Cost-benefit of flood mitigation measures

To demonstrate the benefits of investing in flood resilience, different flood mitigation mechanisms were modelled to provide an indication of the impact that could be expected for widespread implementation.

FLY Technology again showed its flexibility as a tool for adjusting components of the risk calculation to represent the effects of four different mechanisms:

  1. Additional flood defences (modelled as defended areas with an associated level of protection)
  2. Early warning systems (modelled by adjusting the level of damage to account for actions such as temporary defences and removal of household valuables from lower stories)
  3. Property level protection (modelling reduced losses for two urban areas by selecting properties most likely to benefit from protection and modifying their vulnerability)
  4. Nature-based solutions (assessed based on the change in peak flow as a result of environmental changes made)

Results

Results from the probabilistic flood and earthquake modelling show the countries at highest risk of impacts.

In absolute terms, the countries with the largest economies and highest exposure – Germany, France, Italy – display the highest economic impacts from flood.

When looking at economic impacts as a proportion of exposure, Romania, Slovenia, Latvia and Bulgaria are ranked highest.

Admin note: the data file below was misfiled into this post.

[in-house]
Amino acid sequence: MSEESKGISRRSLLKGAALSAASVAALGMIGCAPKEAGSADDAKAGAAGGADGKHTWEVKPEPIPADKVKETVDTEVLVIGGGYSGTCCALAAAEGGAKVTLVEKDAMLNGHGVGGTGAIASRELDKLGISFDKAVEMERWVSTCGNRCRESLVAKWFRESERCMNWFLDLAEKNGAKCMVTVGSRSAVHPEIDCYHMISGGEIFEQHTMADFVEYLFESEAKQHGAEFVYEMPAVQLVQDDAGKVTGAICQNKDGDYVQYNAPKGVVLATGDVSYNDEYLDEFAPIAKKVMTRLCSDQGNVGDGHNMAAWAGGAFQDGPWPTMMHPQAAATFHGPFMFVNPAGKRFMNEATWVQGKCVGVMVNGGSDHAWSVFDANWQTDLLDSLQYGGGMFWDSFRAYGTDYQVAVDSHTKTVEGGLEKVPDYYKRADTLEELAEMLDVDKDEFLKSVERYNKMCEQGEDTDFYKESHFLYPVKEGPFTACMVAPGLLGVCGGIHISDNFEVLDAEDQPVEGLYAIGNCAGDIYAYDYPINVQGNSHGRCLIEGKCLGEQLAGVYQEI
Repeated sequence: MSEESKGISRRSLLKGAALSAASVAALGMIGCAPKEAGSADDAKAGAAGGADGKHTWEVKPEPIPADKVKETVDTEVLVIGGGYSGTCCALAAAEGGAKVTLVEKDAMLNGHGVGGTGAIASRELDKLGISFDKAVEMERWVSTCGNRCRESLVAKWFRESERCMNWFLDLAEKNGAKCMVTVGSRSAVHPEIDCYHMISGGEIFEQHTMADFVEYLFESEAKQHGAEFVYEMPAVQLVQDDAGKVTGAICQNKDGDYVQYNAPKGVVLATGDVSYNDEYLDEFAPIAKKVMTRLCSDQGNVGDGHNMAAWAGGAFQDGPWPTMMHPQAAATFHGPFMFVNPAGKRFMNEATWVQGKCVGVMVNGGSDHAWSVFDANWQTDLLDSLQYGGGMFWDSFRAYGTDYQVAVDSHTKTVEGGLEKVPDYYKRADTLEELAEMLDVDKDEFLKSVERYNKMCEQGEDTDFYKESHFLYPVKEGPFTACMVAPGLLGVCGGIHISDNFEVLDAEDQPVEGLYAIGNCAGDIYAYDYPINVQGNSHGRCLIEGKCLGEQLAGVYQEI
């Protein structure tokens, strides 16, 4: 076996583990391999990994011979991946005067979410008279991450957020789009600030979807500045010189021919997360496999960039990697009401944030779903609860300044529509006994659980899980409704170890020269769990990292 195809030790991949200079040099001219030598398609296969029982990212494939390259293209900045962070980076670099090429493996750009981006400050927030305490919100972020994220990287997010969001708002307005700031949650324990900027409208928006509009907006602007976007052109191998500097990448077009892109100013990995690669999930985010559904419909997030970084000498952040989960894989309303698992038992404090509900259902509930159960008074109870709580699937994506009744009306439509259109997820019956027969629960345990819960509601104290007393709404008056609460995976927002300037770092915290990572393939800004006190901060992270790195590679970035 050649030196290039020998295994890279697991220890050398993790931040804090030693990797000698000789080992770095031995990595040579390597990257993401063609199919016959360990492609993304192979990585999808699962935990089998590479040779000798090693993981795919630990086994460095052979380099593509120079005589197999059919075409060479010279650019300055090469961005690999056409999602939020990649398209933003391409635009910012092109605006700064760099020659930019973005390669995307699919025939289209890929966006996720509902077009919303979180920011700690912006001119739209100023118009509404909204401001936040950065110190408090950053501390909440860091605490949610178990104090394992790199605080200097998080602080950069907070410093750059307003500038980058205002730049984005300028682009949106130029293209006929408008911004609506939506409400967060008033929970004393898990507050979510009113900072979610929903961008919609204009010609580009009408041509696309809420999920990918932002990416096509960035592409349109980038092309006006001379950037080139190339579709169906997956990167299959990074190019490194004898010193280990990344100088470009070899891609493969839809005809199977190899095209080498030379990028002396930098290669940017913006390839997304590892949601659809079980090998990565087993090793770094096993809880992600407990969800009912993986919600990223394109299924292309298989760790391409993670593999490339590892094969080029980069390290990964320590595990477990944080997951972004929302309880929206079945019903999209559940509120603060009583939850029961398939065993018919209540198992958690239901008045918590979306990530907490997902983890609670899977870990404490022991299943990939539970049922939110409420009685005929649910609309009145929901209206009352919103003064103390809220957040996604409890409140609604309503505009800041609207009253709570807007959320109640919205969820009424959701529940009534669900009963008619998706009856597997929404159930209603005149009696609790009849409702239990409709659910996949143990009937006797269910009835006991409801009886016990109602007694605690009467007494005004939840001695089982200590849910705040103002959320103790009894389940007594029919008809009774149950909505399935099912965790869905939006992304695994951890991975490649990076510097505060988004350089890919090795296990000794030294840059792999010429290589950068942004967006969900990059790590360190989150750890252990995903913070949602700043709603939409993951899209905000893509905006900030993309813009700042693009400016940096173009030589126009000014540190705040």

Figure: Breakdown of average annual flood losses by sector: Top-10 countries (above) and all other countries (below).

Factors influencing the magnitude of flood impacts in different countries include the location and construction of buildings, the scale of existing flood mitigation measures such as flood defences, and the terrain and type of flooding that dominates (e.g. large rivers with broad flood plains compared to narrow, steep sided valleys prone to flash flooding).

For severe flood events with an estimated return period of 1 in 100-years, the country-level impacts were up to 17% of GDP for some countries.

By 2050, increases in the risk from river flooding across EU Member States are estimated to be mostly in the range 10-30%.

Supporting increased flood resilience

The JBA flood risk analysis has contributed to the full economic assessment of the project, which was released in the report Financial Risk and Opportunities to Build Resilience in Europe. Overall conclusions of the economic assessment include:

  • More investment is required in mitigating disasters in Europe
  • Disaster risk financing, such as insurance, can help to limit impacts of disaster on public finances
  • Mitigation measures such as defences, early-warning systems, nature-based solutions, and infrastructure changes can help to reduce the risk

This report will play a vital part in not only highlighting the large-scale financial impact of natural disaster in Europe, but also supporting proposals for increasing mitigation and finance mechanisms throughout the region at government level.

This need is underlined by the July 2021 floods in Central Europe, in which over 200 people lost their lives and thousands more people were affected.

For more information on JBA's global flood modelling capabilities and how it can help you manage your risk, get in touch with the team.

 

Read the full Economics for Disaster Prevention and Preparedness in Europe report and summary highlights.